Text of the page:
Nepal is a diverse hot spot for birds, hosting about 8% of the total number of species on the planet, altogether 646 species. Some of the diversity can be explained by the elevation differences – from 80 m above sea level in the Terai to Nepal’s eight 8,000+ m Himalayan peaks. Nepal is also the overlapping zone between southern and northern species and hosts many northern migratory birds as well.

Lastly, located in the Central Himalayas with the dry western part and the tropical, humid eastern part, Nepal is where South-East Asian and Eurasian birds meet. A particular overlapping hotspot zone for birds and also butterflies is the three Mai River valleys in far eastern Nepal. Birds are always present in the Nepalese landscapes, and a pair of binoculars will be useful and a delight whether you are a keen bird watcher or not.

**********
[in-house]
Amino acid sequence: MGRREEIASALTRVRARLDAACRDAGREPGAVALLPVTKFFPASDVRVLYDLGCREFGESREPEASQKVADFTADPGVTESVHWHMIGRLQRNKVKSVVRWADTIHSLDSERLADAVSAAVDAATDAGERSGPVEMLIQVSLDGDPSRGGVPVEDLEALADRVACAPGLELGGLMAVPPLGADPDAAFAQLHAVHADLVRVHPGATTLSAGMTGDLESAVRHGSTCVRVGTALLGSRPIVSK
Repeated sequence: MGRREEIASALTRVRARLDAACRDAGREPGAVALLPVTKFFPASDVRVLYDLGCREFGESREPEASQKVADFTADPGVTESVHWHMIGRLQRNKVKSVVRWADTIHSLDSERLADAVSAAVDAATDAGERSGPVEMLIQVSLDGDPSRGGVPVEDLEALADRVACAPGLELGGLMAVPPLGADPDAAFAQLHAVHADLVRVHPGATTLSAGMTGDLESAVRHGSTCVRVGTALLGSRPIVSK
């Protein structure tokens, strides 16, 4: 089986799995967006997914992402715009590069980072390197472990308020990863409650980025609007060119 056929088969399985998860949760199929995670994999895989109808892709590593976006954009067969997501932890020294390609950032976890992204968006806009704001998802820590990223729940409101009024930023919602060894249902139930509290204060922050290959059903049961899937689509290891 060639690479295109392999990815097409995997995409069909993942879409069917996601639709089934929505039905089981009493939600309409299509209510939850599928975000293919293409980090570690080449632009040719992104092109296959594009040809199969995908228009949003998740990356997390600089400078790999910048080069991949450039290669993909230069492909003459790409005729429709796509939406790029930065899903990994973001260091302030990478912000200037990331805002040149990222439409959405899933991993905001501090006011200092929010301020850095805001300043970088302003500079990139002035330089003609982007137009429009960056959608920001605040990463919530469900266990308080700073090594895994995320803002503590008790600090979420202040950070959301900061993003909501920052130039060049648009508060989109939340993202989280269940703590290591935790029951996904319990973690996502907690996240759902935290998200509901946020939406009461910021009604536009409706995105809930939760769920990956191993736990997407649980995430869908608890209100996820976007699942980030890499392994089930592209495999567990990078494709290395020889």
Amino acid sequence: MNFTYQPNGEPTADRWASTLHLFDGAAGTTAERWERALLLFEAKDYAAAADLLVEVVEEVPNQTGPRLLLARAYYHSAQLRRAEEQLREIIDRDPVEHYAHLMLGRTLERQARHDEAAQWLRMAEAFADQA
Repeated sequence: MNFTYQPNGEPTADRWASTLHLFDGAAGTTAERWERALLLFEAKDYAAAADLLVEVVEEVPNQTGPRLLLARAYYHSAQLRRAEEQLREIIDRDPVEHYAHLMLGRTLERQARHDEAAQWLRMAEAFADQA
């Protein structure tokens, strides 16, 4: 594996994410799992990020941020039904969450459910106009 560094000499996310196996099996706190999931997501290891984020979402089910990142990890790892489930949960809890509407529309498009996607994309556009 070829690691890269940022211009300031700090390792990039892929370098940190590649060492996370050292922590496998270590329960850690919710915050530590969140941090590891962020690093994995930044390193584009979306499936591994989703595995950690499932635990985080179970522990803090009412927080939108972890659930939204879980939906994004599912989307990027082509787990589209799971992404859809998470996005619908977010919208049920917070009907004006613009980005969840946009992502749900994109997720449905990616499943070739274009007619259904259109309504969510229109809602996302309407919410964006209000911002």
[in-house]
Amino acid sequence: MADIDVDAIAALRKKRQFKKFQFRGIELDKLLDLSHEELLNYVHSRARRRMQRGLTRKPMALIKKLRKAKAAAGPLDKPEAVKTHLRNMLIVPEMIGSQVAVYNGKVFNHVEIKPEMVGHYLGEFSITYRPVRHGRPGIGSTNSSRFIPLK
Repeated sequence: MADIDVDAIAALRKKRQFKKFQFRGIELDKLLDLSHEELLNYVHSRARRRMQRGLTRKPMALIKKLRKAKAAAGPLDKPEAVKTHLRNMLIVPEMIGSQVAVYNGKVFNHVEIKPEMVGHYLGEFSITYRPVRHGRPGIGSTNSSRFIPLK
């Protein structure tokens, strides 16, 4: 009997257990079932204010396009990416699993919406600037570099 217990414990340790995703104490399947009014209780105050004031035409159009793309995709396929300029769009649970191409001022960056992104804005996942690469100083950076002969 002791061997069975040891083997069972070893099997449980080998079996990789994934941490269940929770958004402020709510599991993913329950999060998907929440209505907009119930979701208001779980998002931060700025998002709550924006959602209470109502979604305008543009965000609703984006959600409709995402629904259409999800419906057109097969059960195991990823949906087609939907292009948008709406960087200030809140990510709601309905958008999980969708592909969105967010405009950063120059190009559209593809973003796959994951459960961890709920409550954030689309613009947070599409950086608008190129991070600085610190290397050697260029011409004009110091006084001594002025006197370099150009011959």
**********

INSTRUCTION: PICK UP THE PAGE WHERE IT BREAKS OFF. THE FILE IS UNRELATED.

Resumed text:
The many wetlands, such as moors, bow lakes, ponds, tanks and riverine areas in the Terai are good places to see birdlife in Nepal during all seasons. The national parks and other areas with good natural forests and intact habitats all have a profusion of birds.

Many foreign and national ornithological associations organise bird-watching trips, treks and expeditions in Nepal. Regular tours to Chitwan and Koshi Tappu focus on migratory birds. Godawari and Pulchowk Hill in Kathmandu are bird hotspots, and one-day excursions are organised regularly. Langtang and other mountain national parks are frequently featured as birding destinations combined with trekking. Annapurna and Chitwan bird watching tours are also available.

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